New Addition to My Collection: The Wren
About a decade ago, my wife Jenn and I disbanded Dramatic Insights Ministries, the drama group I had led for close to ten years. Jenn’s health was taking a pretty severe turn for the worse, and I had developed the idea for “Motivity,” a mobile theatre group that could stage stripped-down versions of obscure stage plays and perform them for senior citizens groups and the like in their own facilities. It would be much easier on Jenn for us to work with a closed group of players presening one-off performances rather than mounting full-scale productions.
The first play I developed for motivity was an adaptation of Tarkington’s Beasley’s Christmas Party, which was subsequently also adapted as a short off-Broadway play by the Keen Company. (Another group also independently developed a musical.) We had a single staged reading of my own adaptation before the idea of Motivity was scrapped as well.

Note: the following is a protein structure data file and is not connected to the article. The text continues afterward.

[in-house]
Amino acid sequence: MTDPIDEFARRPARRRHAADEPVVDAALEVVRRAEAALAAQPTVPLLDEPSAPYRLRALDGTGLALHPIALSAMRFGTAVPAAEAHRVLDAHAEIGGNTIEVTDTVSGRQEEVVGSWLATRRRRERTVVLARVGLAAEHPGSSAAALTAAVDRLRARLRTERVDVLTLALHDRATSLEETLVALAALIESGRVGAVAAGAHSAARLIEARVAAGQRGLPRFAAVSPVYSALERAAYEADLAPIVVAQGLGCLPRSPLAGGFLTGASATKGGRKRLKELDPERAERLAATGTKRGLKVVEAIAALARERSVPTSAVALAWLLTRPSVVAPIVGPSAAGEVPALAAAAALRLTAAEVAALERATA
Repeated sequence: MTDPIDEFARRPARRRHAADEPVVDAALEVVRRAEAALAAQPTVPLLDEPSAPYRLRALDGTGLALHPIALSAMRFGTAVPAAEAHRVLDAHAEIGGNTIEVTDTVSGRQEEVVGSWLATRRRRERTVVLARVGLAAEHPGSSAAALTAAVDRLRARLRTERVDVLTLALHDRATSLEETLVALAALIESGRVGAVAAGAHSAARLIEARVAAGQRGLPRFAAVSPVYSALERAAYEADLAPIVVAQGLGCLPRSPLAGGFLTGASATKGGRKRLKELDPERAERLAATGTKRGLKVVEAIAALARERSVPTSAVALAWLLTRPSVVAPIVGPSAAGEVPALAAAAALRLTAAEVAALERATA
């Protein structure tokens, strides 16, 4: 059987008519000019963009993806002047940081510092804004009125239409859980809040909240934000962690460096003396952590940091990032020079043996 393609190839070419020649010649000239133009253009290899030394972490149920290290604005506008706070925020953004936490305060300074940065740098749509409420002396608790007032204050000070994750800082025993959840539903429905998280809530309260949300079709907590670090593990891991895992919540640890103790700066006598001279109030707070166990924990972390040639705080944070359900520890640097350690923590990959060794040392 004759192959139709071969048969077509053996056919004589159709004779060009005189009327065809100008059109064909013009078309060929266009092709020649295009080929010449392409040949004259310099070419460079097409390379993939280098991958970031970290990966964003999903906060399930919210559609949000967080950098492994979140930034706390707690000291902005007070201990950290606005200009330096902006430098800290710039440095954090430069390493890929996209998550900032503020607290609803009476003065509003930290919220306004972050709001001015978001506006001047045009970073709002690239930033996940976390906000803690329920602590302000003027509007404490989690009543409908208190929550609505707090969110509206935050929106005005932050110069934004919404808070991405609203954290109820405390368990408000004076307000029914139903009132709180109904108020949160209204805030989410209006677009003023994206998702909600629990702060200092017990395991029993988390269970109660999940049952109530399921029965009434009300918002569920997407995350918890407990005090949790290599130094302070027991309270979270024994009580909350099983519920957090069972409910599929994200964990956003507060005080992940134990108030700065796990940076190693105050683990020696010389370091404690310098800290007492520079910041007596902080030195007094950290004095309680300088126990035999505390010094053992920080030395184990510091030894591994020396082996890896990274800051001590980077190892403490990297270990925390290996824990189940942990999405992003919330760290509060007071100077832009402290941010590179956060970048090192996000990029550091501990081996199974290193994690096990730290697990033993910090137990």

Another play I was looking at, based on a description in James Woodress’ biography of Tarkington, was The Wren–about the relationship between an aging sea captain and his daughter. It was mounted on Broadway in 1922, written by Tarkington expressly for Helen Hayes, but flopped. Tarkington took the play’s failure very hard.
But look as I might, I couldn’t find a copy anywhere. It was as if the play never existed, though Tarkington’s bibliography did state that it was published by Samuel French (Russo and Sullivan, p.64).
Last year, thanks to the inevitability of technology and the inexorable drive of the free market, The Wren is now available in facsimile edition. Who knows why, but someone finally got the notion that putting this public-domain work back in print would be a great idea. And who knows? Maybe it is. As it was published in 1922 and its copyright was never renewed, it’s in anyone’s purview to see what the market will bear. But if you want to read these editions, they will still set you back $20.00 or more after shipping… unless you simply download a free copy from one of any number of “Open Library” sources.
For a serious collector, though, like me, simply reading it will not be enough. I finally managed to track down a copy of the original 1922 Samuel French edition on ABE Books, and am anxiously awaiting its arrival.
Here’s the description from Woodress:
Leslie Howard was brought over from England to play Roddy. The play opened in Boston, but closed in New York after only three weeks.
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